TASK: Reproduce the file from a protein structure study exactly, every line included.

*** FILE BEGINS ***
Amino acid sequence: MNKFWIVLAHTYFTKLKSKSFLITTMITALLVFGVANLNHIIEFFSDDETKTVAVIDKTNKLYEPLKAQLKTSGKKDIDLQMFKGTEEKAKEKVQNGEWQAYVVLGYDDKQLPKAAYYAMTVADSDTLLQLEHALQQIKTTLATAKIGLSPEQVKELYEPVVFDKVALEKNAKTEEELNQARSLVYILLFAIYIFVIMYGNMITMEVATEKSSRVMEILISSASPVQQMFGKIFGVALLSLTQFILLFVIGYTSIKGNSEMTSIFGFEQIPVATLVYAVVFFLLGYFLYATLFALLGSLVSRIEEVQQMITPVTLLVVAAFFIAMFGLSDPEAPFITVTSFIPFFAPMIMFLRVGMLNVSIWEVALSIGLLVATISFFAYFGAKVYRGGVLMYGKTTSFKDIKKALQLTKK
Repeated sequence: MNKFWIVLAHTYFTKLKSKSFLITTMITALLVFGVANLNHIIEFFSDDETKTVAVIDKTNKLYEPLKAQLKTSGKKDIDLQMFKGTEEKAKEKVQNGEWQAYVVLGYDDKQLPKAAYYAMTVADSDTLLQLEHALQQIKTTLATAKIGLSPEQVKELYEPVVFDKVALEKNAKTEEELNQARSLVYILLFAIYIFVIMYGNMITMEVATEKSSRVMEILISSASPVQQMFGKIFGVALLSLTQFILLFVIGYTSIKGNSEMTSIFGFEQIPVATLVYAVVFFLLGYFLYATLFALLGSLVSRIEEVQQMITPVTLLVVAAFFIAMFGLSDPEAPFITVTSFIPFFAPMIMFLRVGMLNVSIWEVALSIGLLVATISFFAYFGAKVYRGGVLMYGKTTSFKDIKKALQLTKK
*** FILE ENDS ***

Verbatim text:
Amino acid sequence: MNKFWIVLAHTYFTKLKSKSFLITTMITALLVFGVANLNHIIEFFSDDETKTVAVIDKTNKLYEPLKAQLKTSGKKDIDLQMFKGTEEKAKEKVQNGEWQAYVVLGYDDKQLPKAAYYAMTVADSDTLLQLEHALQQIKTTLATAKIGLSPEQVKELYEPVVFDKVALEKNAKTEEELNQARSLVYILLFAIYIFVIMYGNMITMEVATEKSSRVMEILISSASPVQQMFGKIFGVALLSLTQFILLFVIGYTSIKGNSEMTSIFGFEQIPVATLVYAVVFFLLGYFLYATLFALLGSLVSRIEEVQQMITPVTLLVVAAFFIAMFGLSDPEAPFITVTSFIPFFAPMIMFLRVGMLNVSIWEVALSIGLLVATISFFAYFGAKVYRGGVLMYGKTTSFKDIKKALQLTKK
Repeated sequence: MNKFWIVLAHTYFTKLKSKSFLITTMITALLVFGVANLNHIIEFFSDDETKTVAVIDKTNKLYEPLKAQLKTSGKKDIDLQMFKGTEEKAKEKVQNGEWQAYVVLGYDDKQLPKAAYYAMTVADSDTLLQLEHALQQIKTTLATAKIGLSPEQVKELYEPVVFDKVALEKNAKTEEELNQARSLVYILLFAIYIFVIMYGNMITMEVATEKSSRVMEILISSASPVQQMFGKIFGVALLSLTQFILLFVIGYTSIKGNSEMTSIFGFEQIPVATLVYAVVFFLLGYFLYATLFALLGSLVSRIEEVQQMITPVTLLVVAAFFIAMFGLSDPEAPFITVTSFIPFFAPMIMFLRVGMLNVSIWEVALSIGLLVATISFFAYFGAKVYRGGVLMYGKTTSFKDIKKALQLTKK